Why am I writing a "Retro Review" of a movie that's barely six years old? The reason is twofold:
1. I hadn't seen Mission: Impossible: III (actual title) since it first arrived on home video.
2. I had recently watched Mission: Impossible - Ghost Protocol, which is the closest thing to a "direct sequel" that you're going to find in the series, and while I had a comfortable grasp of the characters who appeared or were mentioned, watching that film really made me want to revisit the previous entry.
The Cap'n had not planned on seeing Mission: Impossible: III, the directorial debut of J.J. Abrams (Lost, Felicity), because of my lukewarm feelings about the first two M:I films. While having no real connection to the show, I had seen Brian DePalma's Mission: Impossible in high school and generally liked it but was totally unimpressed with John Woo's Mission: Impossible II, a hollow and pointless exercise in slow motion action and motorcycle-fu. The latter held sway in my mind over the former, so there didn't seem to be much of a point watching the third film in a series I wasn't that invested in.
It wasn't until I started hearing good things about the sequel, combined with my affinity for Dinosaur Island that I thought I'd give it a shot. Good call, it turns out.
The "drop you in the middle of the narrative without context" is something that I associate with Abrams, mostly through Lost, but one could argue that Star Trek pulls a similar narrative conceit by opening with the arrival of Nero before we even know what Federation ship we're seeing him destroy. It's a refreshing break from the action set pieces from the first film (entire team wiped out) and the second (extreme rock climbing) that focuses on character over mimicking the 007 series. It's not the only way that Abrams and screenwriters Roberto Orci and Alex Kurtzman improve on the M:I franchise.
From my recollection, the first two Mission: Impossible films were largely the Tom Cruise show, featuring "the team," of which I can only recall Ving Rhames being a constant. Other people showed up to betray Ethan Hunt or to be (I love this term) "Estevez'ed". M:I:III, on the other hand, centers in on the concept that the team is important and that Ethan might lead the group, but he needs everybody to carry out the mission (should he choose to accept it). Unlike the first two films, I can remember every part of the IMF team in III: Ving Rhames returns as Luther, Johnathan Rhys-Meyers is Duncan, Maggie Q is Zhen, and in a cameo appearance, Simon Pegg enters the series as Benji. Instead of having one assigned "role," everybody works as a unit to ensure that covert operations like invading Vatican City go off smoothly. It's a refreshing break from the "hero with some window dressing" I remembered (this also applies to Ghost Protocol, but I'll get to that in a few days).
This is not to say that there isn't some familiarity: Abrams sneaks in his "good luck charm" Greg Grunberg early in the film during Ethan and Julia's engagement (?) party, and Felicity herself, Keri Russell, has the distinction of being the "pupil of Hunt who gets captured and introduces the lethal threat," a bomb inside your head, that kicks off the film. Hoffman is a merciless arms dealer as Davian, unafraid of Hunt even in the face of death, promising to punish him and anyone he cares about for having the gall to catch him. The Rabbit's Foot, a MacGuffin to say the least, is the focus of everybody's attention, from Hunt's team to Davian to Director Brassel (Laurence Fishburne) and deputy director Musgrave (Billy Crudup), but Agent Lindsey Farris (Russell) alerts Ethan that a mole in IMF is working for the other side.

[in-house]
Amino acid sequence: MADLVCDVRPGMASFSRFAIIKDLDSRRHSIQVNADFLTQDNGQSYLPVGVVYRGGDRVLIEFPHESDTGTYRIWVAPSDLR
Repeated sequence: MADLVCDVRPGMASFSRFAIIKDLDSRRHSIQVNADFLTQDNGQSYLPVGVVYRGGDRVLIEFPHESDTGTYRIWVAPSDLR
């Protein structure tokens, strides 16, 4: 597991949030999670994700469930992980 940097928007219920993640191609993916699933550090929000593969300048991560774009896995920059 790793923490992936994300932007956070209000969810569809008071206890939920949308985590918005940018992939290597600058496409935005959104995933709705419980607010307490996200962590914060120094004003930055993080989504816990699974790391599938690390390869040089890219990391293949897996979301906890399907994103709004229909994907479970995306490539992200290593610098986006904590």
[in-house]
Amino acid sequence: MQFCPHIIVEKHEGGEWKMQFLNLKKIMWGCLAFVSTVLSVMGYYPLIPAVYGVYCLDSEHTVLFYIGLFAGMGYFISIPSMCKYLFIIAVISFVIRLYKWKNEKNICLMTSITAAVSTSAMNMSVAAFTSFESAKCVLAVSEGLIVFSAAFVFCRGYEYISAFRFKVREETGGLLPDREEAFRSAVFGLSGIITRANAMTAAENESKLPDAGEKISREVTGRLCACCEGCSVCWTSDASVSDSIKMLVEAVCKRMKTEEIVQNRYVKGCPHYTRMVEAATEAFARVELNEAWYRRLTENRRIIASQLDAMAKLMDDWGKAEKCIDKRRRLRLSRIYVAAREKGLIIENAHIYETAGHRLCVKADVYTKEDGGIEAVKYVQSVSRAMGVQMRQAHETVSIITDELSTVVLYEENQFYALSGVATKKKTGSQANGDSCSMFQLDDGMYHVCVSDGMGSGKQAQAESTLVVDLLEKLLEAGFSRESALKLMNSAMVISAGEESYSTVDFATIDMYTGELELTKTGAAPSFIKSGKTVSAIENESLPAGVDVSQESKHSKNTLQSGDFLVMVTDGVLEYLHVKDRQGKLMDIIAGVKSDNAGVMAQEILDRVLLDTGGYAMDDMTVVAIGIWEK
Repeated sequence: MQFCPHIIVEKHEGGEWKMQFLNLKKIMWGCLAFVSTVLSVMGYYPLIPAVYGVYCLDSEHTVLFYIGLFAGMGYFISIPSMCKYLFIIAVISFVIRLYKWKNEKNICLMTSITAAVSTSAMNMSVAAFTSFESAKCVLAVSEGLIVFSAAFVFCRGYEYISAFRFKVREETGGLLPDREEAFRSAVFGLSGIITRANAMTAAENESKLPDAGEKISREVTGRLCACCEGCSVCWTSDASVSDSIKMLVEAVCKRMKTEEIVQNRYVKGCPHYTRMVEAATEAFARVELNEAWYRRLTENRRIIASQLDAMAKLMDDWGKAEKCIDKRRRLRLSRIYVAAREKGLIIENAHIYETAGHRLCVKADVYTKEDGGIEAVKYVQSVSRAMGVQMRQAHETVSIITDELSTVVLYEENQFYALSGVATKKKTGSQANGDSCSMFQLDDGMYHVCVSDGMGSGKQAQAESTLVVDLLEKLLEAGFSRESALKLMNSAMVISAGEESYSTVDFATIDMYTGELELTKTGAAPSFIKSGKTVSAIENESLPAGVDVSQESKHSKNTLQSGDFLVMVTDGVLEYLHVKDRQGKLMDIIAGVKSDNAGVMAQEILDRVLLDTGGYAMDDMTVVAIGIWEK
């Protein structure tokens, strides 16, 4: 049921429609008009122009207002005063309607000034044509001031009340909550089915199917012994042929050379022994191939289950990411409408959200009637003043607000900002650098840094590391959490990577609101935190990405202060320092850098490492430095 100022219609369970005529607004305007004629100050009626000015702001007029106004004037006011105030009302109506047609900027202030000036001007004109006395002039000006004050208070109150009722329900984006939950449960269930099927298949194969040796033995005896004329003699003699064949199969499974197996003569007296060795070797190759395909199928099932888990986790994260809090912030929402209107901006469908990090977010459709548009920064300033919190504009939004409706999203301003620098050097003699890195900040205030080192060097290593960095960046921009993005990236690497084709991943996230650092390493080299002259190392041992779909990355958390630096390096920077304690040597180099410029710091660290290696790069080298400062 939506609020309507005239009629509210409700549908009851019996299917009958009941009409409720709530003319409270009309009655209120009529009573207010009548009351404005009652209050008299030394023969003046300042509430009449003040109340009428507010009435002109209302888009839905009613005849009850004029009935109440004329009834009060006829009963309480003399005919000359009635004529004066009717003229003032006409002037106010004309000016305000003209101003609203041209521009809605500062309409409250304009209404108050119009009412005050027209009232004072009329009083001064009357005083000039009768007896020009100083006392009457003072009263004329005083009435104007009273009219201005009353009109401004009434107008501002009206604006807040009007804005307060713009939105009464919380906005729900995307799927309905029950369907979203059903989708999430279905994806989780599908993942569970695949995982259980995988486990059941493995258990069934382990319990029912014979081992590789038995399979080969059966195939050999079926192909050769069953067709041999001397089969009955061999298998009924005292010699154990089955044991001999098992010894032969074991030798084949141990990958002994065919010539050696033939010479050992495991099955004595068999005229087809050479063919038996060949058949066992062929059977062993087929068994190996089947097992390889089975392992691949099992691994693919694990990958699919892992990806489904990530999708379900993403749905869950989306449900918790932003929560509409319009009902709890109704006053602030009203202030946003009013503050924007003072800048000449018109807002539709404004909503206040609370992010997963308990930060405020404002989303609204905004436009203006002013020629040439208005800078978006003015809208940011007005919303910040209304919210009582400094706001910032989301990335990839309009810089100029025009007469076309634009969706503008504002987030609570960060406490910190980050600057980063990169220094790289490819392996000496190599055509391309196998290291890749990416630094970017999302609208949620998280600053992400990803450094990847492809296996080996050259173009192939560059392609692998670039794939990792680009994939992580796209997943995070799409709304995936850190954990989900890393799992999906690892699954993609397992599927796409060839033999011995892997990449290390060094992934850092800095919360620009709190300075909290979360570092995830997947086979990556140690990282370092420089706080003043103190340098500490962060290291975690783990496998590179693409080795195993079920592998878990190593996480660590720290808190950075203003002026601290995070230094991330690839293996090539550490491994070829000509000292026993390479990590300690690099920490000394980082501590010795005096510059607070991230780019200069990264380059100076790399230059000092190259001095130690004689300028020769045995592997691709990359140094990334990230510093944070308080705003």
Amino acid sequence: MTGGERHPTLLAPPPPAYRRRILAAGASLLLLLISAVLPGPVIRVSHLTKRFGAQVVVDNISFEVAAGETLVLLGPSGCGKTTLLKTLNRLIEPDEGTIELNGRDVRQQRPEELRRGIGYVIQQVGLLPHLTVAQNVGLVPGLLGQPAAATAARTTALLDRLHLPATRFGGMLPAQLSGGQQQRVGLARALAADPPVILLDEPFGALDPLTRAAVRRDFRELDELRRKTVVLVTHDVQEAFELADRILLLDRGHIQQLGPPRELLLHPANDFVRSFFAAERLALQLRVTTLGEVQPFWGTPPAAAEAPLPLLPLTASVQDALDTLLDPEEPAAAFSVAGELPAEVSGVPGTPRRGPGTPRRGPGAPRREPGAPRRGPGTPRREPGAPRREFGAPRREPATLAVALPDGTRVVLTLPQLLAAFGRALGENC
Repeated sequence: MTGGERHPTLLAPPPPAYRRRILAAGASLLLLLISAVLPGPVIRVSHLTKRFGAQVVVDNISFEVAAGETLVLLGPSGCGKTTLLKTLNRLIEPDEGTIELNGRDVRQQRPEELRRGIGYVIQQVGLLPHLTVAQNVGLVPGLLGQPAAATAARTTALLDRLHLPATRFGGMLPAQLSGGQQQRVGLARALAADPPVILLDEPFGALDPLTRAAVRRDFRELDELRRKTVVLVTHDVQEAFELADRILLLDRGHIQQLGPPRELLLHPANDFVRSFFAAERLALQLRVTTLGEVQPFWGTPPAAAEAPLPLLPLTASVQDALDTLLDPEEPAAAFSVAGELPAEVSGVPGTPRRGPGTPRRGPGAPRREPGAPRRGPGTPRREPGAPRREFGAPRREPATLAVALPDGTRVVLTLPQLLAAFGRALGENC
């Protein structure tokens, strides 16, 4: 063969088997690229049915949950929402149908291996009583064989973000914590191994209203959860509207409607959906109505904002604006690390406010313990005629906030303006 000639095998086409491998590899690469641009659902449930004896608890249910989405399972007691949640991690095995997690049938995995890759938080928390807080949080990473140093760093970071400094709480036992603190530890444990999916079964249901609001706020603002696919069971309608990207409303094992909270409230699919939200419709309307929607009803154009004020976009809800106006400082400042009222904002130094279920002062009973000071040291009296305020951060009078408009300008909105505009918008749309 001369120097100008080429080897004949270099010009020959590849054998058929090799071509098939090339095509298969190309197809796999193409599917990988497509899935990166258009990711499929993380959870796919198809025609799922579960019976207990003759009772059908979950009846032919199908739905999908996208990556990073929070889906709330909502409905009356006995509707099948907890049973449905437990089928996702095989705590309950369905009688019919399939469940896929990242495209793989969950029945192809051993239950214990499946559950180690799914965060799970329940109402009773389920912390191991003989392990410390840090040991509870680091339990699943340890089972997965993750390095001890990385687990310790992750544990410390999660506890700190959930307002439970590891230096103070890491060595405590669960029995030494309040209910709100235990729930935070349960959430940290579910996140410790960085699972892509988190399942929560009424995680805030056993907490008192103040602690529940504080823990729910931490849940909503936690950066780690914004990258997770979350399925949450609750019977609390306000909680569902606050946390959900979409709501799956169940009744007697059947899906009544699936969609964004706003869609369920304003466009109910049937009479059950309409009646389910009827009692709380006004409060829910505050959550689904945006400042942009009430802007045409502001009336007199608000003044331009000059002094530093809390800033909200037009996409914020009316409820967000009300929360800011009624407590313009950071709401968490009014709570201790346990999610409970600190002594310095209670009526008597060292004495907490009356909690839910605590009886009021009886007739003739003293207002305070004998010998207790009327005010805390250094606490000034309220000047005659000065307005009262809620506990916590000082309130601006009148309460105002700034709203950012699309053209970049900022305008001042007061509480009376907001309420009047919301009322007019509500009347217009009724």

All of this comes at a fast and furious pace, and the film never feels like two hours. The action is easy to follow (quite a feat considering that the Bourne Supremacy ushered in "shaky cam" two years before) and the stunts are mostly practical. Even a rooftop leap in Shanghai that was mostly green-screen involved Cruise taking a considerable fall before being mapped onto the background. The film is more accomplished, story-wise, than Star Trek, with actual stakes being introduced when Hunt loses Ferris and then (we think) Julia, but there's a similar breezy charm in the middle of the film and at the end that keeps things from being too dour.
In particular, I like to point out the scene where Hunt (disguised at Davian) and Zhen drop off a crucial briefcase to Luther. The way that Hoffman delivers the line "what's up?" still makes me chuckle, almost as much as Monaghan's reaction to what IMF is an acronym for. Actually, in general I also would like to point out that despite the fact everybody had it in for Tom Cruise around that time, he's still essential to the success of the M:I films and handles it admirably.
Watching the film again, I was surprised how caught up I was all over again, even as the twists and turns of M:I:III started coming back. It's a very entertaining action film in a way that I don't remember the first or second film being, and because of that I welcomed Brad Bird's live action debut with Ghost Protocol. I'm glad I did, but I'll get to that later. It is fair that you don't have to see M:I:III again to enjoy Ghost Protocol, but the end of the fourth film benefits greatly from being up to speed on who's who in the third film.